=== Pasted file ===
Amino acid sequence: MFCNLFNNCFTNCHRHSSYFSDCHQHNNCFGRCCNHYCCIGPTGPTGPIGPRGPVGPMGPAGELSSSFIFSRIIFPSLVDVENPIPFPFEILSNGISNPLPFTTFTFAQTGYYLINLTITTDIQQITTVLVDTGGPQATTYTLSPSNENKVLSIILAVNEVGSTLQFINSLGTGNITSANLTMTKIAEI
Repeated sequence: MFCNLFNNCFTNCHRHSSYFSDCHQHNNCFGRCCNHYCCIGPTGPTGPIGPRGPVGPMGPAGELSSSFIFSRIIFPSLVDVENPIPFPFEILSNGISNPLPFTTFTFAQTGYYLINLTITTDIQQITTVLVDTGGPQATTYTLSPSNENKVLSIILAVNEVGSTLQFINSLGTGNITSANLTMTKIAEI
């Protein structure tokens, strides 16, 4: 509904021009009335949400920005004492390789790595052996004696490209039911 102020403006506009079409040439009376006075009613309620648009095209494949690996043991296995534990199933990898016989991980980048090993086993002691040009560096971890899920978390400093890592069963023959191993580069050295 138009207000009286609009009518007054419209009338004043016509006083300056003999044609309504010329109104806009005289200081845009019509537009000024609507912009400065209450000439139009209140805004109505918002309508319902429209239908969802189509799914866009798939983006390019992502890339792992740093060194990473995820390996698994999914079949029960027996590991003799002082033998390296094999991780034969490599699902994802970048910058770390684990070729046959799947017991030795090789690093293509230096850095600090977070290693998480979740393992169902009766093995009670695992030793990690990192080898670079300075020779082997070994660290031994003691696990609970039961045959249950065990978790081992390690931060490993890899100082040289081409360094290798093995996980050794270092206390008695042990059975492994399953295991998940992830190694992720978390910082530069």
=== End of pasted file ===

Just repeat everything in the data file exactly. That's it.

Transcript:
Amino acid sequence: MFCNLFNNCFTNCHRHSSYFSDCHQHNNCFGRCCNHYCCIGPTGPTGPIGPRGPVGPMGPAGELSSSFIFSRIIFPSLVDVENPIPFPFEILSNGISNPLPFTTFTFAQTGYYLINLTITTDIQQITTVLVDTGGPQATTYTLSPSNENKVLSIILAVNEVGSTLQFINSLGTGNITSANLTMTKIAEI
Repeated sequence: MFCNLFNNCFTNCHRHSSYFSDCHQHNNCFGRCCNHYCCIGPTGPTGPIGPRGPVGPMGPAGELSSSFIFSRIIFPSLVDVENPIPFPFEILSNGISNPLPFTTFTFAQTGYYLINLTITTDIQQITTVLVDTGGPQATTYTLSPSNENKVLSIILAVNEVGSTLQFINSLGTGNITSANLTMTKIAEI
């Protein structure tokens, strides 16, 4: 509904021009009335949400920005004492390789790595052996004696490209039911 102020403006506009079409040439009376006075009613309620648009095209494949690996043991296995534990199933990898016989991980980048090993086993002691040009560096971890899920978390400093890592069963023959191993580069050295 138009207000009286609009009518007054419209009338004043016509006083300056003999044609309504010329109104806009005289200081845009019509537009000024609507912009400065209450000439139009209140805004109505918002309508319902429209239908969802189509799914866009798939983006390019992502890339792992740093060194990473995820390996698994999914079949029960027996590991003799002082033998390296094999991780034969490599699902994802970048910058770390684990070729046959799947017991030795090789690093293509230096850095600090977070290693998480979740393992169902009766093995009670695992030793990690990192080898670079300075020779082997070994660290031994003691696990609970039961045959249950065990978790081992390690931060490993890899100082040289081409360094290798093995996980050794270092206390008695042990059975492994399953295991998940992830190694992720978390910082530069």